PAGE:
EURORDIS Winter School 2019

In today's blog, CEO and Chair Nick Sireau tells us about his recent trip to Paris for the  European Organisation for Rare Diseases Winter School.

A major player in the world of rare diseases is EURORDIS, the European Organisation for Rare Diseases. They have helped our work on AKU for more than a decade, thanks to excellent training programmes that have allowed us to gain a better understanding of the world of orphan drugs.


In June 2011, I attended the EURORDIS Summer School in Barcelona. This was a week-long training programme on issues such as the regulatory process and the conduct of clinical trials. It proved invaluable, because at the time we were trying to set up the DevelopAKUre consortium and understand the regulatory pathway for getting nitisinone approved by the European Medicines Agency. It was also an opportunity to meet more than thirty other rare disease patient groups from around Europe. This is when I realized that AKU was in the fortunate position of being well understood and of having a potential drug that might be able to treat it. Most rare diseases patient groups have no treatment on the horizon, and understanding of their disease might be limited. 

Dr Rick Thompson, CEO of Findacure talks about drug repurposing 

Two weeks ago, I participated in the newly launched EURORDIS Winter School for rare disease patient advocates, this time in Paris. It was a week-long event hosted by the Imagine Institute for genetic diseases in the south of Paris. The Imagine Institute is an amazing organization housing more than 900 scientists, doctors and healthcare professionals and dozens of laboratories committed to research into genetic diseases.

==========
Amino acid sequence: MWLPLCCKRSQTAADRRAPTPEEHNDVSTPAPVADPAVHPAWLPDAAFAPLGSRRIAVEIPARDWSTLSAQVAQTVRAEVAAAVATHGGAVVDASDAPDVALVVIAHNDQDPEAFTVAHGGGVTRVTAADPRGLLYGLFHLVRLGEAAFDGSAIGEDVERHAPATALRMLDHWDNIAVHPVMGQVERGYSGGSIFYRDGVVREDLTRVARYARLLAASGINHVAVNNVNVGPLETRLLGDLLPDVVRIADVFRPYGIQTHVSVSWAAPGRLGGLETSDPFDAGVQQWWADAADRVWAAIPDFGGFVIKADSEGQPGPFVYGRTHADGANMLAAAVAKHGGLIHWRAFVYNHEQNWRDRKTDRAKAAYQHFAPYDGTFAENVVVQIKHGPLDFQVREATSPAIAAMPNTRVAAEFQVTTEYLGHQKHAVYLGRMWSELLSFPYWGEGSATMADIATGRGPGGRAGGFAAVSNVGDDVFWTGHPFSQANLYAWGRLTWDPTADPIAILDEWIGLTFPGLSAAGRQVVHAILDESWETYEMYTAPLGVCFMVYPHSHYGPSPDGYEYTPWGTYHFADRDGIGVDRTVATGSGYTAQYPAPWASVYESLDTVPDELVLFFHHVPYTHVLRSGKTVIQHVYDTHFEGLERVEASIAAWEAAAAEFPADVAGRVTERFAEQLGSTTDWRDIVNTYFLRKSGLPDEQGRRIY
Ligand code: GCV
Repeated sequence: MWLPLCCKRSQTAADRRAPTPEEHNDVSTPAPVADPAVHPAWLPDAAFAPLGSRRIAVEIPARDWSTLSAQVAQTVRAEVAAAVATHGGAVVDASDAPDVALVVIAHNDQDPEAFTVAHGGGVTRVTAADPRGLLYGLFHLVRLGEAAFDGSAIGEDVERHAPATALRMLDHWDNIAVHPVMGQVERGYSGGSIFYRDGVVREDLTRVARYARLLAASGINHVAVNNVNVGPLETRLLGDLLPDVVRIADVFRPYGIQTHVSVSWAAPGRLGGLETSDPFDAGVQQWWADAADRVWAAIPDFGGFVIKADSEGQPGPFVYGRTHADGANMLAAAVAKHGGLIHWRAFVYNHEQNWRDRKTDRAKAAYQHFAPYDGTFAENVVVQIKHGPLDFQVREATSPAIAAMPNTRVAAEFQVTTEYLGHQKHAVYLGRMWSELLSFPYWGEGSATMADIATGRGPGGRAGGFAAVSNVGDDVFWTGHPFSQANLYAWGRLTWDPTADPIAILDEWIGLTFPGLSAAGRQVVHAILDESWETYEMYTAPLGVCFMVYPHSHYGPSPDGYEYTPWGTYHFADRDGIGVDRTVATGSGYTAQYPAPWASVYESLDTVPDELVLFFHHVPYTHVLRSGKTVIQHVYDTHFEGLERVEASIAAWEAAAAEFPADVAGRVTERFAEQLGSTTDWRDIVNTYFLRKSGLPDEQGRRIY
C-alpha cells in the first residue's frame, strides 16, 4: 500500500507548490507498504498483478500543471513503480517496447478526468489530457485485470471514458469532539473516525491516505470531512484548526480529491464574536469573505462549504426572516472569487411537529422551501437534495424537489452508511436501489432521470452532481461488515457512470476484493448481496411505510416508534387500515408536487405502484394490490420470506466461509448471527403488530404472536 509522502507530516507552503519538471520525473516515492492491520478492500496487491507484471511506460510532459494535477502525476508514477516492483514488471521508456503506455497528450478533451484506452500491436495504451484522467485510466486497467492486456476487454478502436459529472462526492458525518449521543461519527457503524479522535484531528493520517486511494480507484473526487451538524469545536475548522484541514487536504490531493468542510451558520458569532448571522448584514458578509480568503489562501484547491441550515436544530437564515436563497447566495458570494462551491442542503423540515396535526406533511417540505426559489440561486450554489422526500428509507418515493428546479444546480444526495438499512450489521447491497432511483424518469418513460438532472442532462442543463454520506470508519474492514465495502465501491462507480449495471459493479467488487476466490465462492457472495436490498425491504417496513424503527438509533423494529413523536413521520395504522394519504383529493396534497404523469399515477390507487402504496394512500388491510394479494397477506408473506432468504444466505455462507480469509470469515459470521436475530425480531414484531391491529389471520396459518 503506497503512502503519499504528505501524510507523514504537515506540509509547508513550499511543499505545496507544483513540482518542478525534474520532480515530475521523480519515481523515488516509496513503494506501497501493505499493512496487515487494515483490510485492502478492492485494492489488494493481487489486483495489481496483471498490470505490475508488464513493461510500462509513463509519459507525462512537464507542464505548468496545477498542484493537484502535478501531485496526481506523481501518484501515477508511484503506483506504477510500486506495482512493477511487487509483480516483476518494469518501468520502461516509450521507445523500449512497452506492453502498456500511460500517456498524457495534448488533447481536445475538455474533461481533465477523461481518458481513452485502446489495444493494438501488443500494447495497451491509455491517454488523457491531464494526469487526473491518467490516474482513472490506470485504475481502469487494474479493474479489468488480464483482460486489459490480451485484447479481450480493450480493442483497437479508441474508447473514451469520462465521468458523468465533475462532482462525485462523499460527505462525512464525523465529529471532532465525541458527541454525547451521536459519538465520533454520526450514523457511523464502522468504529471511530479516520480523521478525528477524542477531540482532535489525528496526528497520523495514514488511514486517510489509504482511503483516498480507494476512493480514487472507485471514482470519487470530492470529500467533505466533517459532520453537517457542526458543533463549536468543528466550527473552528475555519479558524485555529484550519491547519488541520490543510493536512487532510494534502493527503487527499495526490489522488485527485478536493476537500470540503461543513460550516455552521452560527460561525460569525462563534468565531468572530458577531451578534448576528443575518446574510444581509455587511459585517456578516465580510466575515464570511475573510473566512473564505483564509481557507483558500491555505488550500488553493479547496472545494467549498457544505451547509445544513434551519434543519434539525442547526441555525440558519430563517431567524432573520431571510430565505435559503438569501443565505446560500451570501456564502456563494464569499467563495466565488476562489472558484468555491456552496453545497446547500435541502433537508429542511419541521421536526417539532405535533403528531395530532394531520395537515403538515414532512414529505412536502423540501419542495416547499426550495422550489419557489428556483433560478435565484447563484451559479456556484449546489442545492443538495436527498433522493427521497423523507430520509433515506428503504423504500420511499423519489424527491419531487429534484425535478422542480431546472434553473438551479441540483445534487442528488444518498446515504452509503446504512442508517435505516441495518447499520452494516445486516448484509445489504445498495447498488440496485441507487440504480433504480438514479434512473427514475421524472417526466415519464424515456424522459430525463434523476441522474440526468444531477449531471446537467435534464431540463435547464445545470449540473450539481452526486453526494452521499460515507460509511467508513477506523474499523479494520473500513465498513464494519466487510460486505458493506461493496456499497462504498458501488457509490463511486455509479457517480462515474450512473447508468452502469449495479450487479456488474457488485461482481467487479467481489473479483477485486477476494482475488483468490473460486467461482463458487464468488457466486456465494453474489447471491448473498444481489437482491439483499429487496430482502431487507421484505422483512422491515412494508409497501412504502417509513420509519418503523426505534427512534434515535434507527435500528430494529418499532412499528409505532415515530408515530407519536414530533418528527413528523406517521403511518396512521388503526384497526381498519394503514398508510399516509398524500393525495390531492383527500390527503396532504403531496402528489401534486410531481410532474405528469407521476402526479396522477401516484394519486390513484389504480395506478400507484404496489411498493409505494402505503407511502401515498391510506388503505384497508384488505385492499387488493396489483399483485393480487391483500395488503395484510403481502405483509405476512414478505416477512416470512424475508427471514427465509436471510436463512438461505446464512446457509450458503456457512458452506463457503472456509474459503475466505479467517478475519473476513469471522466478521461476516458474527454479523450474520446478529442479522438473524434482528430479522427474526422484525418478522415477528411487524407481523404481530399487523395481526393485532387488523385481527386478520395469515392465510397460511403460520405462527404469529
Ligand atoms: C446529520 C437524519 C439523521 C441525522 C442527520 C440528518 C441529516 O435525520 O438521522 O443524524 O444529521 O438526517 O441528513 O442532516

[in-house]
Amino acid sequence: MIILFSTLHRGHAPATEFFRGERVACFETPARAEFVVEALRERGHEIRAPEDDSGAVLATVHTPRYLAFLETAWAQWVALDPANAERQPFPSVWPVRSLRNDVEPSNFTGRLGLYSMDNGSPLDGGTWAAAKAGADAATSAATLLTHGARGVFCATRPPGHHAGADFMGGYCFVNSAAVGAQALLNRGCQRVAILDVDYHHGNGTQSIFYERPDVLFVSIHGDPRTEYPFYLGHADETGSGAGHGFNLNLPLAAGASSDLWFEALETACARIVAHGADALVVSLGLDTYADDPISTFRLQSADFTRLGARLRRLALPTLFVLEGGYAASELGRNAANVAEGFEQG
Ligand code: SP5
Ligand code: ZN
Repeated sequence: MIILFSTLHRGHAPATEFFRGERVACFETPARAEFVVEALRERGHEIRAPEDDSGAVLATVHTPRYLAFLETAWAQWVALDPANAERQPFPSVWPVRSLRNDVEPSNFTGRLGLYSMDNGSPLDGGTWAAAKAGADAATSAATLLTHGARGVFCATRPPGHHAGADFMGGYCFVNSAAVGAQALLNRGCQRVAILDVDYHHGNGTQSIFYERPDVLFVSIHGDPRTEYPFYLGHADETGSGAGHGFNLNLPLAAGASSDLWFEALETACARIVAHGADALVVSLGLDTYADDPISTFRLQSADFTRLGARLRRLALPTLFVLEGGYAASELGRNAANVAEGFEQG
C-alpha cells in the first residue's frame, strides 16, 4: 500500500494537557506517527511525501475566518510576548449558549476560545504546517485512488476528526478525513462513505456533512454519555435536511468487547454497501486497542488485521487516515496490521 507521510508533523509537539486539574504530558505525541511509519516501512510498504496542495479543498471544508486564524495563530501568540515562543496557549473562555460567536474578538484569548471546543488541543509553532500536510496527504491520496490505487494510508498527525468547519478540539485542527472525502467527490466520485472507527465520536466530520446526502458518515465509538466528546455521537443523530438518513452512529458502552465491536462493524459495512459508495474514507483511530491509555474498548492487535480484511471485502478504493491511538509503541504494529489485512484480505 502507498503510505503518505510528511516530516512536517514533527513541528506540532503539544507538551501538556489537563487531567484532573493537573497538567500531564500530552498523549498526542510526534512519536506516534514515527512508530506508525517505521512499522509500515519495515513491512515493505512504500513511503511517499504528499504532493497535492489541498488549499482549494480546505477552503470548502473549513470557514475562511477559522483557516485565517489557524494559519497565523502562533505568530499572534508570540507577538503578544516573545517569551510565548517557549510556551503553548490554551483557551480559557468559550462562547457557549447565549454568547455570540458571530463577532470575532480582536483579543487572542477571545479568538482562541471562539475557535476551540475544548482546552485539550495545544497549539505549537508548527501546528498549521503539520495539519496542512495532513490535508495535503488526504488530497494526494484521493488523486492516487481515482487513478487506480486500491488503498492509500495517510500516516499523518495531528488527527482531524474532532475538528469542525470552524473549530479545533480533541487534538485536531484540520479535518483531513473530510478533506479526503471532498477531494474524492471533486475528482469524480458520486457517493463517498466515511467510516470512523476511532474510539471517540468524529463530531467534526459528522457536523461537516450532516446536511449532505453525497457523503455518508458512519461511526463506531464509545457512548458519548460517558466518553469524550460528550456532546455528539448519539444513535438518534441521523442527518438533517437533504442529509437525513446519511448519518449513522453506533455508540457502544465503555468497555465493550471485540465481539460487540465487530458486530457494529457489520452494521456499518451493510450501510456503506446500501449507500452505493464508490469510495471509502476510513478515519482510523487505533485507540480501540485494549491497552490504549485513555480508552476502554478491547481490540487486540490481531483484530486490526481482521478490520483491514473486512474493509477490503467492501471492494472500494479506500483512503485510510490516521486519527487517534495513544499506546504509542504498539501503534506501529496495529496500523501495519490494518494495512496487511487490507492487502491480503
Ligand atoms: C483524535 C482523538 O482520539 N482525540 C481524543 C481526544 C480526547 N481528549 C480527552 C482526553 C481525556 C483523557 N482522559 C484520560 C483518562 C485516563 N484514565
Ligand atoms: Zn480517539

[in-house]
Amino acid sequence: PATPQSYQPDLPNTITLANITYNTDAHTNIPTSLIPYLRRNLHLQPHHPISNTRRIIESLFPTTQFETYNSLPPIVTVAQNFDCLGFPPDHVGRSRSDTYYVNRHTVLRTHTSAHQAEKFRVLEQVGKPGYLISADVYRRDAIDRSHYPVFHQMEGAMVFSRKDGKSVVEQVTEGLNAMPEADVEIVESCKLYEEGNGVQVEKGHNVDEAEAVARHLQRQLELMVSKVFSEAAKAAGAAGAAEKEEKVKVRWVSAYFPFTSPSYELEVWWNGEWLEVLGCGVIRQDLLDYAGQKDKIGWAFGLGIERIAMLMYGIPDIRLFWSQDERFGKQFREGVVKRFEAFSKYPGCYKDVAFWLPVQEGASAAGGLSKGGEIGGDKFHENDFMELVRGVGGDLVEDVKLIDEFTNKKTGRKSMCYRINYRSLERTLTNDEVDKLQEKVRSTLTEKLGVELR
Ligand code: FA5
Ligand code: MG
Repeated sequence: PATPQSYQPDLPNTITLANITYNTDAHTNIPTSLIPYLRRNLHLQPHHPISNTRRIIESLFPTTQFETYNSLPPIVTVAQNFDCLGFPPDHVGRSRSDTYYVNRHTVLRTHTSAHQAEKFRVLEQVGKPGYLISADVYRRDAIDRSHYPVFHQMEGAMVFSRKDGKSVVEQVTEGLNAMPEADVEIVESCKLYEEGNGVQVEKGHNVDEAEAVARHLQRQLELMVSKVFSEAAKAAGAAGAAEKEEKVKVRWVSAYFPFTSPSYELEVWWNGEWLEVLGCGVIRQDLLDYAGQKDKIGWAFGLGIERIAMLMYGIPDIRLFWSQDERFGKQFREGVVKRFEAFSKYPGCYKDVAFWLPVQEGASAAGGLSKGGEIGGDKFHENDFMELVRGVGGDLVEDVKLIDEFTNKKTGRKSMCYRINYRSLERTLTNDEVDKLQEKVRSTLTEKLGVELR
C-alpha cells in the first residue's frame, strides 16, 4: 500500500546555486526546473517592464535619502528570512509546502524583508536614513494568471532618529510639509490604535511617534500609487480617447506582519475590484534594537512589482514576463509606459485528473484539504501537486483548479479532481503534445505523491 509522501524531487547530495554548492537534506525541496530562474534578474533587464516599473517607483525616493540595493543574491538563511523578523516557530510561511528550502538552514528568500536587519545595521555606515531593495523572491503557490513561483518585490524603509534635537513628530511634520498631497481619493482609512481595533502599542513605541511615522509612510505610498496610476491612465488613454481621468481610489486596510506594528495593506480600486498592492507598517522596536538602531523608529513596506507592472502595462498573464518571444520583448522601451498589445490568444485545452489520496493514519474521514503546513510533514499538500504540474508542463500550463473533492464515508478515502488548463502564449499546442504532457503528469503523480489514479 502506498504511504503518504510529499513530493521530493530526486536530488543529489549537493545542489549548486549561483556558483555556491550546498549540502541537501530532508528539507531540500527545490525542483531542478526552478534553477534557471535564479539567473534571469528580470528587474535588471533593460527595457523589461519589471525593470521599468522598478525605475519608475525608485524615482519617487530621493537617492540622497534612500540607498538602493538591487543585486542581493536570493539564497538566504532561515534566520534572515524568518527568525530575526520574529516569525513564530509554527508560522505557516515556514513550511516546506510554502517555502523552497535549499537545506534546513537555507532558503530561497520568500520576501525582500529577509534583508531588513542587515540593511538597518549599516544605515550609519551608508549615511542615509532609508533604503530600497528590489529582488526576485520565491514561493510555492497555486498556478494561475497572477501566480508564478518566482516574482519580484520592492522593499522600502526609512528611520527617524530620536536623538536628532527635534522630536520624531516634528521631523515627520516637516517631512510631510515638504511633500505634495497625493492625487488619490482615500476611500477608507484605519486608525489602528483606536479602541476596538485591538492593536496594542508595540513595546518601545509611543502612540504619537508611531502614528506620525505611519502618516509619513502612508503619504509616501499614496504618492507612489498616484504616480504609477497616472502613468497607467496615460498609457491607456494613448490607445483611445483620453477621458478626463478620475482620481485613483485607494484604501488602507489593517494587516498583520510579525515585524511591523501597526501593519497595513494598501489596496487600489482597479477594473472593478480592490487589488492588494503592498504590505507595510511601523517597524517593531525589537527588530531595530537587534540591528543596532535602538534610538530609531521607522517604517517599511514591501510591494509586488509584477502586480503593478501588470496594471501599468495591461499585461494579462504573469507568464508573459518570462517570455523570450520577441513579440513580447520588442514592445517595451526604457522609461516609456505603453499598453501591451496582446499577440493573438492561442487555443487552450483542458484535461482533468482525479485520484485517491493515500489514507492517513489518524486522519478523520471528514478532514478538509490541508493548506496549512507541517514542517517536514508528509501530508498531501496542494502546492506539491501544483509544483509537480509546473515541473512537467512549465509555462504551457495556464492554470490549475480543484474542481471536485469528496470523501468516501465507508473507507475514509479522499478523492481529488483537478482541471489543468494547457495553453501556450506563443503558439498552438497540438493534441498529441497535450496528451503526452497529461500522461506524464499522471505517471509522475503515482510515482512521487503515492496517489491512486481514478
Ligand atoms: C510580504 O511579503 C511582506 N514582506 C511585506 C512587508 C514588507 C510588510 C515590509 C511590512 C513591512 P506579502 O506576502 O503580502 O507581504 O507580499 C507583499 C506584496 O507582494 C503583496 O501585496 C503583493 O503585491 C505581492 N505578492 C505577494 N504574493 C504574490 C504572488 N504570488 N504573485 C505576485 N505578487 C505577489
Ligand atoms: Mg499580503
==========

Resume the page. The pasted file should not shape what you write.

The Winter School focused on scientific innovation and translational research: it aimed to give us a better understanding of how pre-clinical research is carried out and how that translates into benefits for rare diseases. Talks included a history of genetics from Watson and Crick (who discovered the DNA double helix) to new generation sequencing of the genome. 

We visited a genetic sequencing laboratory and found out about the latest developments in artificial intelligence for rare diseases. We also discussed the activities of the International Rare Diseases Research Consortium, which was set up several years ago to drive the quest for new treatments for rare diseases worldwide. 

On the last day, we heard about how Brexit is affecting UK participation in European Reference Networks (ERNs): these are networks of centres of expertise, healthcare providers and laboratories that are organised across borders and enable the care of rare diseases on a European scale. Unfortunately, Brexit is leading to uncertainty over the UK’s participation in these ERNs.

All of this was particularly useful for us at the AKU Society, especially the talks on genetics as we try to launch a research programme into genetic therapy for AKU. 

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